If you’re a maker or product designer in search of a matchmaking service to tag into the ring and help you connect with new stores, then these are the questions I’d be asking any potential service providers in order to ensure that they’re the best fit for your business.

 

1. What’s their wholesale pedigree?

 

I launched my apothecary brand way back in 2003 and it’s been in continuous operation for 15 years now, turning a profit each year. I’ve never once laid off an employee, despite a decade spent in interesting economic times. Each of my globally-inspired products is still made in small batches by my team in a workshop that’s just 2.7 miles from my South Carolina home. In the course of steering that company, I’ve landed more than 1400 wholesale accounts and fulfilled 13,000+ wholesale orders. And in case you’re wondering: I bootstrapped that company every inch of the way: no loans, no grants, no, investors. Just blood, sweat, and tears… and lots of them.

 

After years of informally helping my entrepreneurial friends, I launched Lucky Break Consulting in 2012. I now simultaneously run both companies, but Lucky Break has been my labor of love for the past four years. It’s provided an opportunity to help more than 2,000 creative brand owners build their businesses. This work has proven to be both the hardest and most rewarding of my life.

 

Wholesale strategy has been the centerpiece of that work and I’ve graduated more than 300+ brands from my LBU wholesale mentorship. That gives me both a breadth + depth of wisdom about a variety of product categories: from stationery brands to jewelers and apothecary brands to apparel designers. I know wholesale like the back of my hand because I’ve enjoyed a seat on both sides of the table: as a successful product maker and as a guide for many other product designers.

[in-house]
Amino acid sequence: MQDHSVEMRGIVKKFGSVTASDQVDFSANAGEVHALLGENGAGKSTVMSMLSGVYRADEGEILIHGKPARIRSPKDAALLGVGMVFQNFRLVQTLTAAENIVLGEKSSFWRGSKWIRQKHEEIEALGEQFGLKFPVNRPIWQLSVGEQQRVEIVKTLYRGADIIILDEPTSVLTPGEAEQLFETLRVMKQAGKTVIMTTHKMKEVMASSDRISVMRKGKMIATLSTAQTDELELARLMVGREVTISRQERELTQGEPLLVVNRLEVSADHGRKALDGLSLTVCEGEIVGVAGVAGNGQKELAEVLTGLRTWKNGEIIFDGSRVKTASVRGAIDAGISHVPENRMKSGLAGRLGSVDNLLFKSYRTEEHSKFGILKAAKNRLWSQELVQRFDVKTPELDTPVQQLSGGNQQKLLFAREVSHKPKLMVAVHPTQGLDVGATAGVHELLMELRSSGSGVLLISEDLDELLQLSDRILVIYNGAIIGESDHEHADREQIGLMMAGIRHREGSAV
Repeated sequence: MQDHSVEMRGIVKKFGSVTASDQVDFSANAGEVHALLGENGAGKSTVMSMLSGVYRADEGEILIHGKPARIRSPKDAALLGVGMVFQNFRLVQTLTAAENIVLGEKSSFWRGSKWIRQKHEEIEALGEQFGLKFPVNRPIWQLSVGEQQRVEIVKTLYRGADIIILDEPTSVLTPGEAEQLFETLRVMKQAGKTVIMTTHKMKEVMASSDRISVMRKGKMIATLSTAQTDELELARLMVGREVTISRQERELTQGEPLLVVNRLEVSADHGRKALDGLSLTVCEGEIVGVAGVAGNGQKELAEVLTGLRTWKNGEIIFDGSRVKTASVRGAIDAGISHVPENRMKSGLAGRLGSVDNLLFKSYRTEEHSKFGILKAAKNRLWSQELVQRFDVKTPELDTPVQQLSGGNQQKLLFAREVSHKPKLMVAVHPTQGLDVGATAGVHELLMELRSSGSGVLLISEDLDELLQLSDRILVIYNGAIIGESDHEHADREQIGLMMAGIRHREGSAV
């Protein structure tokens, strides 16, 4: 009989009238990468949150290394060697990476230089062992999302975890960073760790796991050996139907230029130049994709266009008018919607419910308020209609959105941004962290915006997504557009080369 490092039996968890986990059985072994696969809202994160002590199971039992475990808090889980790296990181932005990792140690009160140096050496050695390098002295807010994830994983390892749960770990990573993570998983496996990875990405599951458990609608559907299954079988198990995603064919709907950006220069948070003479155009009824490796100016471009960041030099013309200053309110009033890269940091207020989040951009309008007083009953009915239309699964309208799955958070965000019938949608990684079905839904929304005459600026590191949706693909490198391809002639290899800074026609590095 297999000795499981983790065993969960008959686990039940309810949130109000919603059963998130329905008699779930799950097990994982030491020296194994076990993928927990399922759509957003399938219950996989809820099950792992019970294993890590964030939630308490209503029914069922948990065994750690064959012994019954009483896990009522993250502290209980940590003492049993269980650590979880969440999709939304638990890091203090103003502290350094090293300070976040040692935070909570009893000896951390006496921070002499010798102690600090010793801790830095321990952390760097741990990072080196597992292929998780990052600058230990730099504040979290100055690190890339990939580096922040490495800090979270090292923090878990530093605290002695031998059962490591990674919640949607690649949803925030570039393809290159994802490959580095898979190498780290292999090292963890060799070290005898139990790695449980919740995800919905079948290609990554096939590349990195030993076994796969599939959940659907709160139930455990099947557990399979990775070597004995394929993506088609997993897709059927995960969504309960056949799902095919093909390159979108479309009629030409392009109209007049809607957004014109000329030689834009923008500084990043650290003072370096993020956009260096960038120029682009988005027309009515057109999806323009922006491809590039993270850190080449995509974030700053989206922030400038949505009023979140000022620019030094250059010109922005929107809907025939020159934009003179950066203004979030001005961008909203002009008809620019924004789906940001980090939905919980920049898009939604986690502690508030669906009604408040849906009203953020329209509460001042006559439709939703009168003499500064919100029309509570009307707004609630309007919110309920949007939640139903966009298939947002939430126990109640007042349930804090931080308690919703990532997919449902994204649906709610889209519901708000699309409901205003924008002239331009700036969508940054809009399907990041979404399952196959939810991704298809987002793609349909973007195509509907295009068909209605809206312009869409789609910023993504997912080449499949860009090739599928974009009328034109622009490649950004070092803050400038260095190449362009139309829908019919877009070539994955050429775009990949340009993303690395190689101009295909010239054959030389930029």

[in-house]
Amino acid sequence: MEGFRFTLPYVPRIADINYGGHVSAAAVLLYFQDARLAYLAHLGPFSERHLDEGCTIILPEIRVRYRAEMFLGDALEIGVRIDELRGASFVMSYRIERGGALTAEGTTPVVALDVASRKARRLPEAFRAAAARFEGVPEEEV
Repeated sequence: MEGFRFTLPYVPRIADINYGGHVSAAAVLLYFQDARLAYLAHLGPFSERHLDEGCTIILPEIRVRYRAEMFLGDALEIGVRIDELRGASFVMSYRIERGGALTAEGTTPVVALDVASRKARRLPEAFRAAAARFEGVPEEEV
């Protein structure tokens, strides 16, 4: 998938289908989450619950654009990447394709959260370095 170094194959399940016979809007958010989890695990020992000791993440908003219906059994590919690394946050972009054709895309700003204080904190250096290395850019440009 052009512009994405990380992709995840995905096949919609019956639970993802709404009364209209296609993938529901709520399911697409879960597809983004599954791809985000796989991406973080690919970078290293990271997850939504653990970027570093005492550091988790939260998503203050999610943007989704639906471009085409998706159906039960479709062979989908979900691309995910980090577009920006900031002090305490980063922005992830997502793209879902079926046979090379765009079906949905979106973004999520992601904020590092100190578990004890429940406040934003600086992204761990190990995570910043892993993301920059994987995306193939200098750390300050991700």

Here’s what that experience has taught me: It’s one thing to know how to do something and it’s another thing entirely to be able to teach others how to do those same things. I feel confident wearing both of those hats and I think the success that the brands I work with are realizing is a testament to my ability to do both of those things with ease.

 

 

 

2. How do they select which stores to pair you with?

 

Wholesale Matchmaker puts some wicked cool technology into play, helping my team of retail experts connect you with best-fit stores for your unique brand. We’ve invested thousands (no, seriously… thousands) of hours building profiles for 4000+ independent, maker-friendly shops across the U.S. Each one has been hand-built by my team and then loaded into our proprietary software. We tag every store with key information: product categories, aesthetic vibe, price points, location, and more.

 

When you join Wholesale Matchmaker, we collect some important information about your brand: what products you make, how your price points play out, your past wholesale experience, what parts of the country you want to work within, the kind of stores you envision your products on the shelves of, and the kinds of brands you want to sit alongside.

 

Then we let the magic of technology do some of the heavy lifting for us. The system we’ve developed enables us to quickly sort through that library of 3000+ stores to find ones that match your specific needs. But we aren’t content to let software algorithms determine your fate. My team of retail experts carefully cross-checks each store suggestion.

 

We have your website up on one screen while we scrutinize the store profile we’ve made for each shop on another screen. Even with the magic of all that technology, we still reject 4 suggested stores for every one that we accept and match to a member. There’s an art to choosing the right shops and we know two things: a) No amount of technology can replace a discerning eye and b) Finding good stores takes time.

 

 

3. How effective are their matchmaking efforts?

 

I’ve tagged in a whip-smart team of software engineers to help me keep an eye on Wholesale Matchmaker and understand how well we’re serving our members. I can pull a flurry of reports with the push of a button, measuring a small tsunami of variables in real-time. And you better believe that my team and I watch those stats like a hawk.

 

Our current rejection rate is pretty stellar: it’s just 3.2%. Essentially, for every 100 stores we propose as a match to a member, they take a pass on about 3 of those. That means that 97 out of every 100 leads pass muster with our members and we’re pretty damn proud of that track record!